As we prepare to mark World Population Day, 11 July, the Endangered Wildlife Trust (EWT), champion of conservation in Africa, draws attention to the link between human population and the environment.
The global human population is now more than 7.5 billion people. The United Nations estimates that this number will be nearly 9.8 billion by 2050 – this is 30% higher than it is today. Africa’s population is set to double over the same period, increasing at a rate that is 1.5 times the global average. It took until the early 1800s for the world’s population to reach one billion. Even with technological advancements, the Earth’s natural resources cannot support the growing needs of this number of human beings without degrading both the quality of human life and the environment on which we all depend.
The EWT was the first conservation NGO in South Africa to recognise the importance of Population, Health and Environment (PHE) programmes as a means of acknowledging women’s reproductive and health rights, and the role of empowering women to be in a position to determine their ideal family size. These kinds of programmes provide an important model for marginalised rural areas where community health and wellbeing is dependent on ecosystem health, like many of those in which the EWT operates. PHE programmes integrate improved sexual and reproductive health services with conservation actions and support for improved livelihoods. They have been proven to result in greater health, human welfare and conservation outcomes than single sector approaches, and the EWT is proud to be the only South African conservation organisation currently implementing such programmes.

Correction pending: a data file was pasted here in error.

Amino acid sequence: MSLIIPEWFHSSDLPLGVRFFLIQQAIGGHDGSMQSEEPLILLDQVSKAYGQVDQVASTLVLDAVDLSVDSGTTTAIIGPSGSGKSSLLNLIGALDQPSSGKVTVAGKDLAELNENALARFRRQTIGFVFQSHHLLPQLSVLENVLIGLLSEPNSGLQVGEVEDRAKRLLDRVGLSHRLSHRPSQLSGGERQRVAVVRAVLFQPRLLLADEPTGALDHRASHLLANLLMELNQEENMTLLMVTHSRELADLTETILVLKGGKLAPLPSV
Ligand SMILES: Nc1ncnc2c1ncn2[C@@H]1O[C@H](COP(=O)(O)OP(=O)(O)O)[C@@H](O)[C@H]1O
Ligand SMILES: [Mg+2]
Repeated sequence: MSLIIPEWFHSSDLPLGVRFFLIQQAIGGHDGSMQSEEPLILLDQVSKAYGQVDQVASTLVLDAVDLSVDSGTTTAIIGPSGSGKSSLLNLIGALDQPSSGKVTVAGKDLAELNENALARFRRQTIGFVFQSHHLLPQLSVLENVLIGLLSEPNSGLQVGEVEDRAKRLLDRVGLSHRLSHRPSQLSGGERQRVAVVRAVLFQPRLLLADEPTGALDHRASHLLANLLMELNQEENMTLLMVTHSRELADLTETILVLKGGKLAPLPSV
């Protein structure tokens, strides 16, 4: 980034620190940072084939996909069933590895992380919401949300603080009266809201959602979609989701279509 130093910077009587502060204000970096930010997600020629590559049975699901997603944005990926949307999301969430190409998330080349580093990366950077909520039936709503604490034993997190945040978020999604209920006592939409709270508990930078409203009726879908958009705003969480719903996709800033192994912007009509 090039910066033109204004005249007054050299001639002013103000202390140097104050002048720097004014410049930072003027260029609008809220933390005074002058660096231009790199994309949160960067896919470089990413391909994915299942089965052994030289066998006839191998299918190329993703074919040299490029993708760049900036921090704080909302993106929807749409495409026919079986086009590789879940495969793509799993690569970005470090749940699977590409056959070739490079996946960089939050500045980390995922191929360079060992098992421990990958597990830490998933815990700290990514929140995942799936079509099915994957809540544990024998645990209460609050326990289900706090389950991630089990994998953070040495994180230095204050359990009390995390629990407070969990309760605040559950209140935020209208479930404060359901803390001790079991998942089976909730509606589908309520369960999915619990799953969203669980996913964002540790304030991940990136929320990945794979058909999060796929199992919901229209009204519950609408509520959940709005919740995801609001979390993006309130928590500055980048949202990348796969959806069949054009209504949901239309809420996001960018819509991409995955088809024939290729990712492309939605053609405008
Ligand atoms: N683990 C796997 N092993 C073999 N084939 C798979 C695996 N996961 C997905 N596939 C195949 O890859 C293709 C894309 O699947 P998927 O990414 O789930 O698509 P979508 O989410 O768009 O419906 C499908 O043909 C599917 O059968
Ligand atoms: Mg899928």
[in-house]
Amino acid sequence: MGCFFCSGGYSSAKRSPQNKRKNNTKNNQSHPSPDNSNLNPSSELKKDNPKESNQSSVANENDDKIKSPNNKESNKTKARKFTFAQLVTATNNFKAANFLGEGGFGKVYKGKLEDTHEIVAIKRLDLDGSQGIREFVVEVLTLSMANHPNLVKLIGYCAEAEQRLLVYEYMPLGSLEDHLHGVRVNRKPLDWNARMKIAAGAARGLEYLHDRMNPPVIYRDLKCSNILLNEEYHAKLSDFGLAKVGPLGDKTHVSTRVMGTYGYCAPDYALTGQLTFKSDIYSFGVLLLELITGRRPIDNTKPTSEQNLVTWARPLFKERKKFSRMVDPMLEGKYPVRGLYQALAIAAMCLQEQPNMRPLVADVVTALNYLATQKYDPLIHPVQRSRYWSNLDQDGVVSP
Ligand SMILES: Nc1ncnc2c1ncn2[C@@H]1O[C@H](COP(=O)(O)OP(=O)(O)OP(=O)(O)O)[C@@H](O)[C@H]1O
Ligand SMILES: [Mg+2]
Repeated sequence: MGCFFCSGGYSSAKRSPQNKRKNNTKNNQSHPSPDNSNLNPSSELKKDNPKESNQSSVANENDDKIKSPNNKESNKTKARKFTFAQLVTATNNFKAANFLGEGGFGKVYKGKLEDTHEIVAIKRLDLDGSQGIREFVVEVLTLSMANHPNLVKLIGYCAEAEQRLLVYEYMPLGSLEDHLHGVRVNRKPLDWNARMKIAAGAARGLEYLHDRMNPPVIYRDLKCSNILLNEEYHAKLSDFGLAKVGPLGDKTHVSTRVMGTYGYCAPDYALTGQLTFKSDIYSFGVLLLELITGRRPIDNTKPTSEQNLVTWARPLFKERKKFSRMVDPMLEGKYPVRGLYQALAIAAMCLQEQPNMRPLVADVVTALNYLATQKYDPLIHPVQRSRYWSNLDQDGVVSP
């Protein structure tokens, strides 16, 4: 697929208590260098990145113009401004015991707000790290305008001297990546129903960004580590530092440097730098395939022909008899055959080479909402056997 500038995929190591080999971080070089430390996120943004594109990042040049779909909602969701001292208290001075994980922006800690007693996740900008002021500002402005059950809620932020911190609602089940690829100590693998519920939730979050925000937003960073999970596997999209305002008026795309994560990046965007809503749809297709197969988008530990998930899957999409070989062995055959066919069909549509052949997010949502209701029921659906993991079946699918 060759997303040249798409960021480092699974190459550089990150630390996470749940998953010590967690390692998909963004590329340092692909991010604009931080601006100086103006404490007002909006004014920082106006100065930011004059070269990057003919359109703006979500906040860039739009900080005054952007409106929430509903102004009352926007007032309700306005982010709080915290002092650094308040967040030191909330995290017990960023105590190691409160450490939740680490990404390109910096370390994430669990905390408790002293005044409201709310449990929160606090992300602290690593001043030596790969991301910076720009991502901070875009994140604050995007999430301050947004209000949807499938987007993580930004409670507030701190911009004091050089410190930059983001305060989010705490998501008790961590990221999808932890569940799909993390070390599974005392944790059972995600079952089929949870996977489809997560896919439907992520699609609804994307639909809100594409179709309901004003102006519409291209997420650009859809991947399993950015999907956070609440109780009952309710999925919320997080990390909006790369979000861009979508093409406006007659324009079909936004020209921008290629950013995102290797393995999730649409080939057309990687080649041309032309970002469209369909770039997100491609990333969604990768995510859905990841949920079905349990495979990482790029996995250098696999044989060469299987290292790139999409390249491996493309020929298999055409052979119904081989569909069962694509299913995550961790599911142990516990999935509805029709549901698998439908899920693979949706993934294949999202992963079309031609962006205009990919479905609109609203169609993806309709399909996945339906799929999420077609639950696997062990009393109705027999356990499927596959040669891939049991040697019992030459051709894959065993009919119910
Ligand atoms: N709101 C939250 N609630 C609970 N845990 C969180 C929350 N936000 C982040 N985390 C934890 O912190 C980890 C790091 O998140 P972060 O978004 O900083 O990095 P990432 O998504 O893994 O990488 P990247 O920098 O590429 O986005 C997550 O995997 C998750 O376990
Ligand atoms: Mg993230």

The EWT believes that an integrated PHE approach is the most effective way to achieve sustainability and resiliency for people and the planet and therefore:
- supports and promotes investment in the provision of voluntary rights-based sexual and reproductive health services, information and education, in both developed and developing countries.
- supports universal access to decent education, and the empowerment of women and girls.
- recognises that interventions that reduce fertility rates must be matched with equal efforts to reduce resource consumption.
- believes in the power of integrated approaches to conservation, the empowerment of women, education and rights-based approaches to achieving sustainability.
- encourages government, business and civil society to develop and support integrated programmes that address the issues around human population, development and the environment in a holistic and collaborative approach.
The EWT believes that intergovernmental agencies, governments, and non-governmental environment and development organisations, need to work together more effectively and holistically to address the key drivers of population growth.